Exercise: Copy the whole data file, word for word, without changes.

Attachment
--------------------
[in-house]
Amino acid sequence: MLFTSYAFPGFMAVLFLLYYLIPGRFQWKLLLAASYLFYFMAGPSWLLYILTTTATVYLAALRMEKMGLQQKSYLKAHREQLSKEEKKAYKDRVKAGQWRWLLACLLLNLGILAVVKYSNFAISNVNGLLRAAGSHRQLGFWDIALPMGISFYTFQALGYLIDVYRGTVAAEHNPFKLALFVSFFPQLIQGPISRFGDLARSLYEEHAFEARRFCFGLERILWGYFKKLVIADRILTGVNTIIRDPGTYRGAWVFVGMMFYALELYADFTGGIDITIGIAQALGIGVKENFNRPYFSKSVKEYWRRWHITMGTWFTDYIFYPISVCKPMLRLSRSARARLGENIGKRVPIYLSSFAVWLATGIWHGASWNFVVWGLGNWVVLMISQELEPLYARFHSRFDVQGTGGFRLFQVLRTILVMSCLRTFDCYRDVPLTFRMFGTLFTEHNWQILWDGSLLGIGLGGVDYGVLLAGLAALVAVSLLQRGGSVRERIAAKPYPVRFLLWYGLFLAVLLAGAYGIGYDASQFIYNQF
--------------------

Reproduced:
[in-house]
Amino acid sequence: MLFTSYAFPGFMAVLFLLYYLIPGRFQWKLLLAASYLFYFMAGPSWLLYILTTTATVYLAALRMEKMGLQQKSYLKAHREQLSKEEKKAYKDRVKAGQWRWLLACLLLNLGILAVVKYSNFAISNVNGLLRAAGSHRQLGFWDIALPMGISFYTFQALGYLIDVYRGTVAAEHNPFKLALFVSFFPQLIQGPISRFGDLARSLYEEHAFEARRFCFGLERILWGYFKKLVIADRILTGVNTIIRDPGTYRGAWVFVGMMFYALELYADFTGGIDITIGIAQALGIGVKENFNRPYFSKSVKEYWRRWHITMGTWFTDYIFYPISVCKPMLRLSRSARARLGENIGKRVPIYLSSFAVWLATGIWHGASWNFVVWGLGNWVVLMISQELEPLYARFHSRFDVQGTGGFRLFQVLRTILVMSCLRTFDCYRDVPLTFRMFGTLFTEHNWQILWDGSLLGIGLGGVDYGVLLAGLAALVAVSLLQRGGSVRERIAAKPYPVRFLLWYGLFLAVLLAGAYGIGYDASQFIYNQF